Further education (often abbreviated FE) in the United Kingdom and Ireland is education in addition to that received at secondary school, that is distinct from the higher education (HE) offered in universities and other academic institutions. It may be at any level in compulsory secondary education, from entry to higher level qualifications such as awards, certificates, diplomas and other vocational, competency-based qualifications (including those previously known as NVQ/SVQs) through awarding organisations including City and Guilds, Edexcel (BTEC) and OCR. FE colleges may also offer HE qualifications such as HNC, HND, foundation degree or PGCE. The colleges are also a large service provider for apprenticeships where most of the training takes place at the apprentices' workplace, supplemented with day release into college.
FE in the United Kingdom is usually a means to attain an intermediate, advanced or follow-up qualification necessary to progress into HE, or to begin a specific career path outside of university education. Further Education is offered to students aged over 16 at colleges of Further Education, through work-based learning, or adult and community learning institutions.
In the United States and Canada, the term continuing education has a similar meaning.
Further education colleges were laid out in the Education Act 1944. In the 1960s, A-level students predominantly studied at school rather than colleges (often referred to as "techs" at that time). More types of colleges were introduced over the next decades, and by 1990 colleges took in almost half of A-level students.
Colleges in England are corporate bodies under the Further and Higher Education Act 1992, which removed further education colleges from local government control.Types of college include:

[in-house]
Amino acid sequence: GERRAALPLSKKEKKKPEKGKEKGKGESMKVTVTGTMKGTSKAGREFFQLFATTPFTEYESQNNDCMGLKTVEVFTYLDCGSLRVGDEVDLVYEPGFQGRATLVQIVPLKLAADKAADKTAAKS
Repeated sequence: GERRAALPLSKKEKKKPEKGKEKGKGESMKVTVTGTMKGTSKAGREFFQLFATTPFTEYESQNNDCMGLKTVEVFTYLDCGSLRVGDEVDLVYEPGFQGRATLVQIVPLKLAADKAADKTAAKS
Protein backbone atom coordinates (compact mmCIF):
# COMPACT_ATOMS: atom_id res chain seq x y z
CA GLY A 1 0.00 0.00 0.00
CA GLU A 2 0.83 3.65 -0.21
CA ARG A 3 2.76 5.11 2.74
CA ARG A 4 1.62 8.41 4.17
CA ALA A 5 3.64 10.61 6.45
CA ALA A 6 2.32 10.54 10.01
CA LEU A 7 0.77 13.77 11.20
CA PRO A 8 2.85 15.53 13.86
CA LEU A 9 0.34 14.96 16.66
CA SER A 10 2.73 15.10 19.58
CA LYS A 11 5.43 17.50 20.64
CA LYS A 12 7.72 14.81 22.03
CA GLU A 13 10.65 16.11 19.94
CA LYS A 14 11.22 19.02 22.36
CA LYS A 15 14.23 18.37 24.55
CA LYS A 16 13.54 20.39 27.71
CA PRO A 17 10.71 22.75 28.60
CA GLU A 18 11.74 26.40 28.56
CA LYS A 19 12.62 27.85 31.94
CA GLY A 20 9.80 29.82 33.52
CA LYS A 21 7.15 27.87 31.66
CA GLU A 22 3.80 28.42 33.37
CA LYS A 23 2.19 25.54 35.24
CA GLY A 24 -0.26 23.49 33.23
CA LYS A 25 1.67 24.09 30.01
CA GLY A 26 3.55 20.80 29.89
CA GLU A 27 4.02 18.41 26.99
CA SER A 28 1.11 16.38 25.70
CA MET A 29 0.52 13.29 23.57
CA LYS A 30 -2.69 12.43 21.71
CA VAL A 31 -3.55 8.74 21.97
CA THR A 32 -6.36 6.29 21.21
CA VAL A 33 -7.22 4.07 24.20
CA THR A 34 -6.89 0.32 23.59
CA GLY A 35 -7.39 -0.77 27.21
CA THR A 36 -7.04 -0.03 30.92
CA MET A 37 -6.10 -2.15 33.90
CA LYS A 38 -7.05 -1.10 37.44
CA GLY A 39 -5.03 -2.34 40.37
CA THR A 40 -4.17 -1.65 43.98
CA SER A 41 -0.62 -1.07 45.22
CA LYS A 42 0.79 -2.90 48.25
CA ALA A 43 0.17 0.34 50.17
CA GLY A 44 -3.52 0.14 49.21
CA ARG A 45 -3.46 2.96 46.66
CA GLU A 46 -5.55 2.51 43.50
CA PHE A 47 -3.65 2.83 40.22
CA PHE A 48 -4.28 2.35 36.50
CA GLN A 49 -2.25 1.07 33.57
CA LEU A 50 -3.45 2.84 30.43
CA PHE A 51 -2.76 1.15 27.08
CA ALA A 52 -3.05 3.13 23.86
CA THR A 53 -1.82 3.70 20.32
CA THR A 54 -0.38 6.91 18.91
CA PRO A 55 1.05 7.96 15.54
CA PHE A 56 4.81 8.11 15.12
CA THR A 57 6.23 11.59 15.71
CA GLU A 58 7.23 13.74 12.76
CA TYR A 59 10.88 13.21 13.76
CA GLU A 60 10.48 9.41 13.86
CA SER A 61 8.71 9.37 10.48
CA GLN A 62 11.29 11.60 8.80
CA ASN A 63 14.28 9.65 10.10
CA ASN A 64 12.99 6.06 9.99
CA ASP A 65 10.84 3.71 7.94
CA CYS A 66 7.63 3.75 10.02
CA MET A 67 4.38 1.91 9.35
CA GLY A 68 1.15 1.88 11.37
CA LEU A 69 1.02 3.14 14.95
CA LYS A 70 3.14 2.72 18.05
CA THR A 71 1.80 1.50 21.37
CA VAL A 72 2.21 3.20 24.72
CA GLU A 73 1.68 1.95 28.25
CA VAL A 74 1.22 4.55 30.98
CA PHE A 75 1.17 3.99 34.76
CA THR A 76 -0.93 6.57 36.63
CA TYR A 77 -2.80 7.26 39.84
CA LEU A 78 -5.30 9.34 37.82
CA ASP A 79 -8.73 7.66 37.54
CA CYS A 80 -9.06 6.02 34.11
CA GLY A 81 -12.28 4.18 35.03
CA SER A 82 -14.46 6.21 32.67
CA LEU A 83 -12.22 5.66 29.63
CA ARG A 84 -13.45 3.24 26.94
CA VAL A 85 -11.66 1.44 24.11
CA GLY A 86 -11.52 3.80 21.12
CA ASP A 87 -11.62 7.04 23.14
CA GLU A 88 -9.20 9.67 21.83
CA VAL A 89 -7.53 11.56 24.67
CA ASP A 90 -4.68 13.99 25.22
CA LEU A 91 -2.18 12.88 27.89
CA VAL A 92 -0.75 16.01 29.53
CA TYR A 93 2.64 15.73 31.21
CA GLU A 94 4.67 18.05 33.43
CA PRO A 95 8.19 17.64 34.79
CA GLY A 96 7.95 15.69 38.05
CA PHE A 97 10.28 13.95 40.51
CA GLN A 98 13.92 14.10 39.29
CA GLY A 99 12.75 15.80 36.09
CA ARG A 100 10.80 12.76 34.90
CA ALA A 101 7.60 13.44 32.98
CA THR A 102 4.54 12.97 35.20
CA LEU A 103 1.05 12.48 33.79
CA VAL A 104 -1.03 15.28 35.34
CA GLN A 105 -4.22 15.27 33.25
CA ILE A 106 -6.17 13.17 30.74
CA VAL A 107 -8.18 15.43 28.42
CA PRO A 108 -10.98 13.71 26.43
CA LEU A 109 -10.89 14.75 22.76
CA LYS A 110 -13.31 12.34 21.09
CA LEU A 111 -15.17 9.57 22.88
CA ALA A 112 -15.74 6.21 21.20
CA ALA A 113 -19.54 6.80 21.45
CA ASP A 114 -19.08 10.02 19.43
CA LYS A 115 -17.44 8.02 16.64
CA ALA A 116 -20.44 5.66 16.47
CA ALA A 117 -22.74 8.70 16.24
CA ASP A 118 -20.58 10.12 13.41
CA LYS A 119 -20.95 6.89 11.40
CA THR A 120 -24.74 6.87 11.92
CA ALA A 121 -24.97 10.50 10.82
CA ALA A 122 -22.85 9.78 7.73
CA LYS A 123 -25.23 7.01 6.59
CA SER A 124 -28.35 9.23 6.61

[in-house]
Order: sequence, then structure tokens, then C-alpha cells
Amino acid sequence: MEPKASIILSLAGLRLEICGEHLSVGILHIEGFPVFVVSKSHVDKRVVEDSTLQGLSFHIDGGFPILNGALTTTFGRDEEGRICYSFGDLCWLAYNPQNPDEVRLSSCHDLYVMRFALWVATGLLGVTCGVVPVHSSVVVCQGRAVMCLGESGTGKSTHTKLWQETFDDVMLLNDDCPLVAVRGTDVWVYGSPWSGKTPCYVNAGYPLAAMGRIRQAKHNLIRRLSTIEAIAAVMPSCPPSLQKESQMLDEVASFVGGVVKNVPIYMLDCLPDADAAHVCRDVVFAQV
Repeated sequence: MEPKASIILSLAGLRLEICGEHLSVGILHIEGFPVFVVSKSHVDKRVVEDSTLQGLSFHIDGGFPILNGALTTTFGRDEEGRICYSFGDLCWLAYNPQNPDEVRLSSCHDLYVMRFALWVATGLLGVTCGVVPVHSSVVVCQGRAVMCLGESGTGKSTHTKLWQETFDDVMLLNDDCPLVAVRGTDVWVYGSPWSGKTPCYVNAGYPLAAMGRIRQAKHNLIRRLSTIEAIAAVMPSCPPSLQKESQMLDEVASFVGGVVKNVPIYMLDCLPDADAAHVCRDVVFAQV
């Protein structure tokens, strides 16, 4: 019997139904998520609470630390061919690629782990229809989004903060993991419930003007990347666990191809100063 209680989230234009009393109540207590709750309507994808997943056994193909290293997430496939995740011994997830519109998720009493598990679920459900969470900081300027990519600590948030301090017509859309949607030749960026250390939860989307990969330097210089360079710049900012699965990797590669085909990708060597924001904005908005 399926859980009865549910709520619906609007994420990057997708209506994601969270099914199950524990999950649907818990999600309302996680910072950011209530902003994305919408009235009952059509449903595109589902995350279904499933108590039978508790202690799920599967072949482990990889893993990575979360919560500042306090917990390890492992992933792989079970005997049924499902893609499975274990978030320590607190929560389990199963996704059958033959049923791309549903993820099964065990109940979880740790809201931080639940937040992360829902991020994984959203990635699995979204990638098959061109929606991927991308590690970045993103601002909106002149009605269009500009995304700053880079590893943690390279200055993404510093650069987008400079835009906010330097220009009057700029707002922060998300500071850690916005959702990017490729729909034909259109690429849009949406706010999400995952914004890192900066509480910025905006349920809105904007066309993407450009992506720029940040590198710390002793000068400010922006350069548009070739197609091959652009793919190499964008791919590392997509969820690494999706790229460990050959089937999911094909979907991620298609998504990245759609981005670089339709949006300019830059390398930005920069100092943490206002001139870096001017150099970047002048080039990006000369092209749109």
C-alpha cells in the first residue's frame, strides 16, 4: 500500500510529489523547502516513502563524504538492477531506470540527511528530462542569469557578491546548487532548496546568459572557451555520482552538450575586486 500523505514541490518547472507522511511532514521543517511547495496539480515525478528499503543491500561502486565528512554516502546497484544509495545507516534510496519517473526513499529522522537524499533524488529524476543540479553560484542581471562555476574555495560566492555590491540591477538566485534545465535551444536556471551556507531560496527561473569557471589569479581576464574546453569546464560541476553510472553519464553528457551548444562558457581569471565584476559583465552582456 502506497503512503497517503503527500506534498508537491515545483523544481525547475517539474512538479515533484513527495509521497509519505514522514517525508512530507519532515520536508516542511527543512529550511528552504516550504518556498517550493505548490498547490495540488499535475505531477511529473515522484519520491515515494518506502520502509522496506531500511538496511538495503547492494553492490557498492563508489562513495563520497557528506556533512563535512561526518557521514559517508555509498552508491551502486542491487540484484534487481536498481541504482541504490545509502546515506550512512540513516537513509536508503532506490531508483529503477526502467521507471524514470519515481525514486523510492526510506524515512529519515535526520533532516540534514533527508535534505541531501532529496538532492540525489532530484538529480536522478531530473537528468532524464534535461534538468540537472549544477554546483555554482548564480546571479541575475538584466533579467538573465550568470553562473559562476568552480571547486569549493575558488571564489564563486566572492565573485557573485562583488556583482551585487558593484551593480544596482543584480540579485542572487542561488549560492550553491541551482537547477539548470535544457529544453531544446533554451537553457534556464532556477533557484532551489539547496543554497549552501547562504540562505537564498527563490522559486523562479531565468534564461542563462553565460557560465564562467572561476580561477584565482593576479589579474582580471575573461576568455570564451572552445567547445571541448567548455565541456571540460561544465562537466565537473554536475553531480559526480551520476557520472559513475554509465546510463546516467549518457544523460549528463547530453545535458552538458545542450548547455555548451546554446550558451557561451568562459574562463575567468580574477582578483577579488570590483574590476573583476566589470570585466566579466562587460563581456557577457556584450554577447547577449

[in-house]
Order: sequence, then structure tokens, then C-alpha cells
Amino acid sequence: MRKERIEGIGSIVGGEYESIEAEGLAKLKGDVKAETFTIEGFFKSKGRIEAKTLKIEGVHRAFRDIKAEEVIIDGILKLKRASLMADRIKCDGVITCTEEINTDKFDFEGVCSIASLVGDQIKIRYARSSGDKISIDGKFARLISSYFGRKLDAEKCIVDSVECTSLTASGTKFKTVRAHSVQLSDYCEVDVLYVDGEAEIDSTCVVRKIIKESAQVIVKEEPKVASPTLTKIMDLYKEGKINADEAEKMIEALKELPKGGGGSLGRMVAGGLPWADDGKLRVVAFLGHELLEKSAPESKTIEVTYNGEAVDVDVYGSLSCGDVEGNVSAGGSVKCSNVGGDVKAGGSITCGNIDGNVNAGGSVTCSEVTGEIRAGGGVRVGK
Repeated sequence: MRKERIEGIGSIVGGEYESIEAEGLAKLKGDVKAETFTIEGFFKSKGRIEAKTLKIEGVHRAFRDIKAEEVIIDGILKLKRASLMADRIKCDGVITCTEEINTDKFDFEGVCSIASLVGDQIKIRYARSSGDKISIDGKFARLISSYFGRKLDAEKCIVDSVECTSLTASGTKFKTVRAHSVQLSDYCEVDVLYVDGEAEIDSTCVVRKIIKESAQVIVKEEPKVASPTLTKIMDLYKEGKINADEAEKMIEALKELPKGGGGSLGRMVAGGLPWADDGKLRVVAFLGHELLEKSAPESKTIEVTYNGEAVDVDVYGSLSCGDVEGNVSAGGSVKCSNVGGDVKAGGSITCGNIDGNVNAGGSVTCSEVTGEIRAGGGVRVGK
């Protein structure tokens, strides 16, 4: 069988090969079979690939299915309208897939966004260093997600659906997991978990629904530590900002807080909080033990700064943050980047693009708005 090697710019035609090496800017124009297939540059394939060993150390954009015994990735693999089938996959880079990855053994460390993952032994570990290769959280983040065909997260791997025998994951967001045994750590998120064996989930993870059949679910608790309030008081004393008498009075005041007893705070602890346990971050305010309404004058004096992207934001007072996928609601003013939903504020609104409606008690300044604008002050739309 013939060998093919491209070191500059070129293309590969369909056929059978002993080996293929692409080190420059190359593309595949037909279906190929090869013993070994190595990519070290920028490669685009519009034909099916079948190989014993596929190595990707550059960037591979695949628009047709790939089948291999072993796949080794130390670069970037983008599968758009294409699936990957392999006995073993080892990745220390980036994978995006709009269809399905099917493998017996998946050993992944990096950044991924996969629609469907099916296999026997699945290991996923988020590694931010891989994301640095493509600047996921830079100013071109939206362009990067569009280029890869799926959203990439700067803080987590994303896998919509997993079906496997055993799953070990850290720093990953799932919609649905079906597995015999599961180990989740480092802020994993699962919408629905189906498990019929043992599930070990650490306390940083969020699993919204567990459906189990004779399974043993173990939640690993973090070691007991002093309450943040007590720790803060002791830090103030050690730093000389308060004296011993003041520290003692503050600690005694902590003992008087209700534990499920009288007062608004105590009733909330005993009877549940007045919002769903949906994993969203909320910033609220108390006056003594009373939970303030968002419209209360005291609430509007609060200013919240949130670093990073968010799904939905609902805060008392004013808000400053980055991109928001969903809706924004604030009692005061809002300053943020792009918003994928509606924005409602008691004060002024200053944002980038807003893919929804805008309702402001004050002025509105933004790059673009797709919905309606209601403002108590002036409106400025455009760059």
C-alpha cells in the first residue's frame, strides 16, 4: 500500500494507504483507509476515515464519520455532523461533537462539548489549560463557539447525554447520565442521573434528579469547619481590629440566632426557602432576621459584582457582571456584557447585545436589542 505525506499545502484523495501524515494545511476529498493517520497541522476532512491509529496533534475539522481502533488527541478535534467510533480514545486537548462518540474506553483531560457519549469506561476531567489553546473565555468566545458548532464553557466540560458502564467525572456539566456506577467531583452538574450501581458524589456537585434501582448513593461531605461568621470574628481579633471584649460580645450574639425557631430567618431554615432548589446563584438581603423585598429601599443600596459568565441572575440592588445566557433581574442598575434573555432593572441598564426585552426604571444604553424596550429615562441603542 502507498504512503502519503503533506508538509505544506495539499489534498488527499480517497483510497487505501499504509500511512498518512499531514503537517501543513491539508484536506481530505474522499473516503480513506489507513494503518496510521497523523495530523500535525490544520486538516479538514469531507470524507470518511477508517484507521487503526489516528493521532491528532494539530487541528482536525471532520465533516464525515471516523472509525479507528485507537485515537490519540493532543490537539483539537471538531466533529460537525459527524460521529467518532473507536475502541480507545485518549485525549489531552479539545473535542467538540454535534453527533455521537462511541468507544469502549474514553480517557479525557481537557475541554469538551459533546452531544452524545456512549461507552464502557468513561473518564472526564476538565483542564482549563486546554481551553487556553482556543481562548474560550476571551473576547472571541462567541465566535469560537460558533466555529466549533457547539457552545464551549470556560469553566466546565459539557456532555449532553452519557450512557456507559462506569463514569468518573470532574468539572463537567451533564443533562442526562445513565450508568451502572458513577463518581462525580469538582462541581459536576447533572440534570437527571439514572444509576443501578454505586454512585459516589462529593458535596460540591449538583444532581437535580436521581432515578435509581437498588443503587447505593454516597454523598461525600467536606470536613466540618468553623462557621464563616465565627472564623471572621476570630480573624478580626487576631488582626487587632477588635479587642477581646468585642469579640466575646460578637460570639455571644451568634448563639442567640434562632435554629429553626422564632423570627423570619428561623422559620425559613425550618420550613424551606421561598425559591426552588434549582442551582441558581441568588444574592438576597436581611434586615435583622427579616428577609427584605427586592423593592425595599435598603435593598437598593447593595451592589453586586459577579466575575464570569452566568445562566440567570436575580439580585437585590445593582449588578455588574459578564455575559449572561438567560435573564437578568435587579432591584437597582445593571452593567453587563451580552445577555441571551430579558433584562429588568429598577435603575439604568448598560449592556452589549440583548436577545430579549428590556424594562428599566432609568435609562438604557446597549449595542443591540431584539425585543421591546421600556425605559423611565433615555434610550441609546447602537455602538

Policies relating to colleges are primarily the responsibility of the Department for Education (DfE). Until July 2016, colleges were also covered by the Department for Business, Innovation and Skills (BIS); on the abolition of BIS and formation of the Department for Business, Energy and Industrial Strategy (BEIS), responsibility for FE colleges moved to DfE.The regulatory body for sixth form colleges was already DfE prior to the 2016 changes.
Following the merger of the Education Funding Agency and the Skills Funding Agency in 2017,funding for colleges is provided through the Education and Skills Funding Agency for all further education students.
The Technical and Further Education Act 2017 laid out a framework for an insolvency regime for further education colleges known as "Education Administration". This is a form of corporate administration adapted to the needs of further education, to be used "where a further education body is unable to pay its debts or is likely to become unable to pay its debts" and intended "to avoid or minimise disruption to the studies of the existing students of the further education body as a whole".
All colleges and FE providers are subject to inspection by Ofsted, which monitors the quality of provision in publicly funded institutions in England and Wales. Membership organisations for providers include the Association of Colleges and the Sixth Form Colleges' Association.
Further education in Northern Ireland is provided through seven multi-campus colleges.Northern Ireland's Department for Employment and Learning has the responsibility for providing FE in the province.
Most secondary schools also provide a sixth form scheme whereby a student can choose to attend for two additional years to complete their AS and A-levels.
Scotland's further education colleges provide education for those young people who follow a vocational route after the end of compulsory education at age 16. They offer a wide range of vocational qualifications to young people and older adults, including vocational, competency-based qualifications (previously known as SVQs), Higher National Certificates and Higher National Diplomas. Frequently, the first two years of higher education – usually in the form of an HND – are taken in an FE college, followed by attendance at university.
Further education in Wales is provided through:
Further education in Wales comes under the remit of the Welsh Assembly Government. Funding came from Education and Learning Wales from 2000 until 2006, when that organisation was merged with the Assembly.
Further education in the Republic of Ireland is similar to that offered in the UK. Typical areas include apprenticeships and other vocational qualifications in many disciplines, such as childcare, farming, retail, and tourism. The many types of further education awards are known as Post Leaving Certificates.